Here’s what I read this month.
Making Space: Creating a Home Meditation Practice by Thich Nhat Hanh: This is a short book about creating a mindfulness practice within your home. The language is simple and straightforward, but inspiring. My favorite quotes:
A smile shows that you are in charge of yourself.
The key to creating a home meditation practice is to create a space where the busyness stops.
Lost Lands, Forgotten Realms: Sunken Continents, Vanished Cities, and the Kingdoms that History Misplaced by Dr. Bob Curran: I love Amazon’s monthly Kindle deals because I end up picking up books for super cheap that I wouldn’t have noticed otherwise. This book is awesome- as the title suggests, it’s about mythical places (like Atlantis or Avalon), and it goes into what we know about each place and how those stories have changed over time, and then looks at what the stories could be based on in real life and what role the places serve in our collective understanding. So fascinating. It covers places from Davy Jones Locker to Shangri-La to subterranean worlds and places hinted at in Lovecraft’s works. It’s a really fun, but academic read, and I highly enjoyed it.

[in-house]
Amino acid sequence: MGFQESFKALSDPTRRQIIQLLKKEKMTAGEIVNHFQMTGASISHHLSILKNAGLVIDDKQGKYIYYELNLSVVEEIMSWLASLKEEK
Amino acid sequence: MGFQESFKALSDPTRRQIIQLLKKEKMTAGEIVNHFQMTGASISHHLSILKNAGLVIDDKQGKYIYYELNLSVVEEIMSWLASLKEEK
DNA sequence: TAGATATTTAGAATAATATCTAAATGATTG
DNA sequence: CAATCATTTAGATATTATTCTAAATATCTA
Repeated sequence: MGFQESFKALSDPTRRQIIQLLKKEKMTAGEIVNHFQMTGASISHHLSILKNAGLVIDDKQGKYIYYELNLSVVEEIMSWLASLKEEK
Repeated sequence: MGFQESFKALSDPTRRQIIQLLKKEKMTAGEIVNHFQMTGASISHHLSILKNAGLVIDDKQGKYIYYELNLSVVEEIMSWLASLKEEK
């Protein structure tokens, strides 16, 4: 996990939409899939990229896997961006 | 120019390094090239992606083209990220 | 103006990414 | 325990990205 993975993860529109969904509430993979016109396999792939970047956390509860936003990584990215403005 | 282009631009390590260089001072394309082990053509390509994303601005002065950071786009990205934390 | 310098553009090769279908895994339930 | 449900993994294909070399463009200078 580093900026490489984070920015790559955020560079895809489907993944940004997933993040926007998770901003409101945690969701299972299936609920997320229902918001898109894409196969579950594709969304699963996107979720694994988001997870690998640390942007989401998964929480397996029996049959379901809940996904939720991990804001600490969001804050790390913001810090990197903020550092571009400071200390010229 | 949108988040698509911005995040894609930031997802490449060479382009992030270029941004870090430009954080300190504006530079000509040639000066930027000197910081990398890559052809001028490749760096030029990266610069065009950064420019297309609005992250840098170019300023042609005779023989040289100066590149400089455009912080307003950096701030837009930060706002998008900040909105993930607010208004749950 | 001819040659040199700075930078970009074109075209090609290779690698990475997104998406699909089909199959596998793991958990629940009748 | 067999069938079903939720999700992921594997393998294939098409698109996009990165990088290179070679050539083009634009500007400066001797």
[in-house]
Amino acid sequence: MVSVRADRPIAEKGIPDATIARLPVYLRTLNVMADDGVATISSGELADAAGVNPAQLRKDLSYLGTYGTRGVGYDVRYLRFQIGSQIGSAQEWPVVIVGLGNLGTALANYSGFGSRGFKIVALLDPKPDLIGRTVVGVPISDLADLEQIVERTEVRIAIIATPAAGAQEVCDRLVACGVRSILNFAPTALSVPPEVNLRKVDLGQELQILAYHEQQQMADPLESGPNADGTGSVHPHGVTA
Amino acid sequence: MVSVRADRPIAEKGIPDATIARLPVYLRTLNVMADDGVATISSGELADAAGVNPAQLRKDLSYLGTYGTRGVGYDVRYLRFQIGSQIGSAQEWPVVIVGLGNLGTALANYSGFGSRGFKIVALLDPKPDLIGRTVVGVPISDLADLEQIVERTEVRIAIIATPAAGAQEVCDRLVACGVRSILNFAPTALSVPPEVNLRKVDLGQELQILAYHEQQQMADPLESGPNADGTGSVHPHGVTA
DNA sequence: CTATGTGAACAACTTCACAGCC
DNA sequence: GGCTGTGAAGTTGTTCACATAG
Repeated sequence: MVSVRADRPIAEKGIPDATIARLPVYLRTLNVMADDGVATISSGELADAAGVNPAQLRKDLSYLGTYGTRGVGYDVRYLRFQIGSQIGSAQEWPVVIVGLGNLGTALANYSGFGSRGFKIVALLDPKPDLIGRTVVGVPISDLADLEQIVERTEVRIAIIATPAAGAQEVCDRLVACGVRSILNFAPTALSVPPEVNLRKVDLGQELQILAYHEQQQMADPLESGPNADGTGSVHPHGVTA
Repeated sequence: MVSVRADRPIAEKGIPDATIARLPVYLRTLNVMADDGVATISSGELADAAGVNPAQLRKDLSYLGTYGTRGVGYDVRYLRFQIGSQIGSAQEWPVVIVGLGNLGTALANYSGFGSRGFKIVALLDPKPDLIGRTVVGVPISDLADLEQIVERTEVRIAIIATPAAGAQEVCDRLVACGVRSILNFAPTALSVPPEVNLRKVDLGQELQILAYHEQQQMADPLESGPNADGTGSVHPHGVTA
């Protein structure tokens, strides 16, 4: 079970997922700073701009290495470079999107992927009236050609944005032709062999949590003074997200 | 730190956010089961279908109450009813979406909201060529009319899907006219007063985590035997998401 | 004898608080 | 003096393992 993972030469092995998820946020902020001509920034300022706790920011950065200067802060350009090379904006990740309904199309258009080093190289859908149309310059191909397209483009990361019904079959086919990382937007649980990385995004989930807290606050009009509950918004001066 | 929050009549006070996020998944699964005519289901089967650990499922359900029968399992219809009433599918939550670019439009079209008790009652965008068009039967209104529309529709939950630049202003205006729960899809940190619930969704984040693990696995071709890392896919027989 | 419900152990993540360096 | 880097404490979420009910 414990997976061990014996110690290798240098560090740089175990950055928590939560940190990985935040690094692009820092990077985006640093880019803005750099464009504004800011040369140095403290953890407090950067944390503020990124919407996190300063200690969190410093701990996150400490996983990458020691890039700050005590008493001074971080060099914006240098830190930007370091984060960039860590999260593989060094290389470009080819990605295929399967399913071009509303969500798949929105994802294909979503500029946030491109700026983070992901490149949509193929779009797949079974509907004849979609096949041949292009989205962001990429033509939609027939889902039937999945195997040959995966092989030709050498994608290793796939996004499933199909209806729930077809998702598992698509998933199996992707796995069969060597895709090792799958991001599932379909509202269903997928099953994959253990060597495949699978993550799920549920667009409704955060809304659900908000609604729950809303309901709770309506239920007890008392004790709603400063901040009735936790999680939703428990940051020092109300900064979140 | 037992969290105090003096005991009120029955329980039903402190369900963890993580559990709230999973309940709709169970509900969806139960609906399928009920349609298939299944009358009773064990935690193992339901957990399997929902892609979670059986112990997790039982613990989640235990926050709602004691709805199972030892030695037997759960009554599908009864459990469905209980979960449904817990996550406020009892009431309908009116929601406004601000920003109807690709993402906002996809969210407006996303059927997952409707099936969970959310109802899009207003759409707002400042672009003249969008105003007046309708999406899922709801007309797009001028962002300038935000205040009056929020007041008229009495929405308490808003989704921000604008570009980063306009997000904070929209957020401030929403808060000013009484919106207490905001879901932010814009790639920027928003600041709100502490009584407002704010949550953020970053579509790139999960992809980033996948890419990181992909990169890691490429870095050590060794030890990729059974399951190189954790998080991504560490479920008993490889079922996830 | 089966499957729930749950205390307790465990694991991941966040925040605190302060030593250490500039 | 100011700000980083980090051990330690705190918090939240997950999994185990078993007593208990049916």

The Case of the Peculiar Pink Fan by Nancy Springer: This is another in the Enola Holmes series, and I highly enjoyed it. These are short and sweet, and while there’s no way to solve the mystery, they’re a great ride. This one deals with Enola running into an acquaintance from a former case/book who gives indications that she is in a situation under duress. Of course Enola has to step in, though this time she has to move cautiously as her brother Sherlock is also on the case.
Everyday Zen by Charlotte Joko Beck: This is one of the clearest, most applicable books I have read on mindfulness. So many things jumped out and hit me in the face. Shall I share?
So the crux of zazen is this: all we must do is constantly to create a little shift from the spinning world we’ve got in our heads to right-here-now. That’s our practice. The intensity and ability to be right-here-now is what we have to develop.
So as Zen students you have a job to do, a very important job: to bring your life out of dreamland and into the real and immense reality that it is.
It just means that when I look at another person, I look at them; I don’t add on ten thousand thoughts to what I’m seeing. And that is the space of compassion.